31. n=1,762 Canadian Youth 14-34, Ping National Study, Summer 2008 Now. Where to reach them. Best Places to Advertise to People Your Age Total 14-18 Total 19-24 Total 25-29 Total 30-34 On television 76% 82% 74% 73% On popular web sites or portals 61% 69% 64% 58% In stores and other venues where younger-oriented oriented products are sold 57% 66% 61% 51% In your school or on your campus 56% 70% 69% 46% In popular magazines 55% 64% 53% 54% Before movies at a cinema 50% 61% 51% 44% On public transit 50% 53% 59% 42% On the radio 46% 44% 40% 49% In your local free daily newspaper (i.e. Metro) 38% 30% 38% 42% Outside (billboards, on garbage and recycling containers) 37% 40% 37% 32% In your local free entertainment weeklies (i.e. NOW Magazine in Toronto, See Magazine in Edmonton or Georgia Straight in Vancouver) 34% 27% 34% 38% On television 76% 82% 74% 73% On popular web sites or portals 61% 69% 64% 58%
32. <ul><li>Ladies and gentlemen, effective immediately and for the foreseeable future, please banish any and all lingering assertions that video-gaming or, as the good folks at E3 call it, “electronic entertainment”, is still some sort of bastion for a “certain type of young person”. </li></ul><ul><li>To the contrary, it is about as bonafide a mainstream diversion, pursuit or passion as can be found in contemporary society. </li></ul>Only 7% of Canadian tweens (9-13) “do not play video games”. Basic engagement levels for 9-34 year olds in Canada stands at 75%.
33. <ul><li>And, yet, this potential horn ‘o’ plenty for those of us striving to consistently weave communications goals into a given modern lifestyle and pop cultural landscape is still being treated as some kind of weird and foreign place by many of our kin, clients and colleagues alike. </li></ul><ul><li>What is up with that? </li></ul><ul><li>Casual gamers = 61% (9-34) </li></ul><ul><li>Female gaming = 66% (9-34) </li></ul><ul><li>Huge psychographic diversity </li></ul>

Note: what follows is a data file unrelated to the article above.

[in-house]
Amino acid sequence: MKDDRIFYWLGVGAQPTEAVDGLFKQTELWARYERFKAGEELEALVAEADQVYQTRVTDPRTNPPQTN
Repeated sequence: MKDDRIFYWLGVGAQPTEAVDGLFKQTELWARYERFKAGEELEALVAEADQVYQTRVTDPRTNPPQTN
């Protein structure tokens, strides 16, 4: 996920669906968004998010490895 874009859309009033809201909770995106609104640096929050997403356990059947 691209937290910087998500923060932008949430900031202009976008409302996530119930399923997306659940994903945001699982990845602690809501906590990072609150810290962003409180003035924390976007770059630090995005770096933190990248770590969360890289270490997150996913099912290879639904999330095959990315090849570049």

34. <ul><li>Whatever the reason, I think the answer lies most in a still-persistent general misunderstanding of the genre writ large </li></ul><ul><li>This attitude is surely going to change as the lines continue to blur between the consumer and the creator, the imagined worlds of Hollywood and the imagined worlds of gaming and, of course, between the “virtual” and the “real” </li></ul><ul><li>Those who now start to integrate the gaming world more into their list of potential media and lifestyle vectors stand better equipped for the inevitable future. Boot up and enjoy. </li></ul>
35. Social media.
36. <ul><li>89% of respondents stated that they belonged to facebook, followed by myspace at 29% </li></ul><ul><li>For the 9 to 13 year old crowd, the biggest competition for facebook is Disney’s Club Penguin – they are a member of both in equal amounts, but still spend most of their time on facebook. Boys are more likely to be members than girls (33% vs 24%) </li></ul><ul><li>Overall, Canadian youth spend an average of 33 minutes a day on social networking sites/communities </li></ul>
37. <ul><li>This particular Ping Technology survey was fielded just as Twitter exploded on the social networking scene. Since then, we’ve seen celebs, CEOs, and corporations join the ranks of membership along with many, many youth in our community. </li></ul><ul><li>With major national telcos allowing working deals with Twitter to allow updates via SMS (among countless other corporate and public initiatives) it will be very interesting to see official Twitter numbers next year </li></ul>